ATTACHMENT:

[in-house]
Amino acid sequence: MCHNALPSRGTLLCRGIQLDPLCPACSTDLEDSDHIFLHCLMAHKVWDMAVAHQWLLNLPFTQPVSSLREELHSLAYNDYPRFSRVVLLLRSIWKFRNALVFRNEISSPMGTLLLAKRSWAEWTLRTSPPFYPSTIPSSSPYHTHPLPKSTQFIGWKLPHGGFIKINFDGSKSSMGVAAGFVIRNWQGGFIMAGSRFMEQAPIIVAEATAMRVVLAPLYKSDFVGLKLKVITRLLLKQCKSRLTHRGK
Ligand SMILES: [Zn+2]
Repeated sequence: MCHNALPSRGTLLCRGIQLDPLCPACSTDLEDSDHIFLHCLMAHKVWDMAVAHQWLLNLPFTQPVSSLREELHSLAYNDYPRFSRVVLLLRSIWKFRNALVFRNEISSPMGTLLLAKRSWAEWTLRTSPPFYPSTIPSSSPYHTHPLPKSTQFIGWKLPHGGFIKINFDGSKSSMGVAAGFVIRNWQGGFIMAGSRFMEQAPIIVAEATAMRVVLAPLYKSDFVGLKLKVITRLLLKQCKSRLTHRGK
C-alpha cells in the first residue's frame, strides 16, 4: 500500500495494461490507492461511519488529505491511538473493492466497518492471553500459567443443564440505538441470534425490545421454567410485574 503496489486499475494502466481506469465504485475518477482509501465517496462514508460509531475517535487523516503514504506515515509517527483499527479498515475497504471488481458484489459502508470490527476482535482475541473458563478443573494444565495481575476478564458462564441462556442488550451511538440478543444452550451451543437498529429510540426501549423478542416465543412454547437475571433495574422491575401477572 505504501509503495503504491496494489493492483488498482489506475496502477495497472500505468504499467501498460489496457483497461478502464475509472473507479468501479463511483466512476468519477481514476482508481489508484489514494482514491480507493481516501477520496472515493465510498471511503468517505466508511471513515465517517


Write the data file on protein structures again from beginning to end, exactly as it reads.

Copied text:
[in-house]
Amino acid sequence: MCHNALPSRGTLLCRGIQLDPLCPACSTDLEDSDHIFLHCLMAHKVWDMAVAHQWLLNLPFTQPVSSLREELHSLAYNDYPRFSRVVLLLRSIWKFRNALVFRNEISSPMGTLLLAKRSWAEWTLRTSPPFYPSTIPSSSPYHTHPLPKSTQFIGWKLPHGGFIKINFDGSKSSMGVAAGFVIRNWQGGFIMAGSRFMEQAPIIVAEATAMRVVLAPLYKSDFVGLKLKVITRLLLKQCKSRLTHRGK
Ligand SMILES: [Zn+2]
Repeated sequence: MCHNALPSRGTLLCRGIQLDPLCPACSTDLEDSDHIFLHCLMAHKVWDMAVAHQWLLNLPFTQPVSSLREELHSLAYNDYPRFSRVVLLLRSIWKFRNALVFRNEISSPMGTLLLAKRSWAEWTLRTSPPFYPSTIPSSSPYHTHPLPKSTQFIGWKLPHGGFIKINFDGSKSSMGVAAGFVIRNWQGGFIMAGSRFMEQAPIIVAEATAMRVVLAPLYKSDFVGLKLKVITRLLLKQCKSRLTHRGK
C-alpha cells in the first residue's frame, strides 16, 4: 500500500495494461490507492461511519488529505491511538473493492466497518492471553500459567443443564440505538441470534425490545421454567410485574 503496489486499475494502466481506469465504485475518477482509501465517496462514508460509531475517535487523516503514504506515515509517527483499527479498515475497504471488481458484489459502508470490527476482535482475541473458563478443573494444565495481575476478564458462564441462556442488550451511538440478543444452550451451543437498529429510540426501549423478542416465543412454547437475571433495574422491575401477572 505504501509503495503504491496494489493492483488498482489506475496502477495497472500505468504499467501498460489496457483497461478502464475509472473507479468501479463511483466512476468519477481514476482508481489508484489514494482514491480507493481516501477520496472515493465510498471511503468517505466508511471513515465517517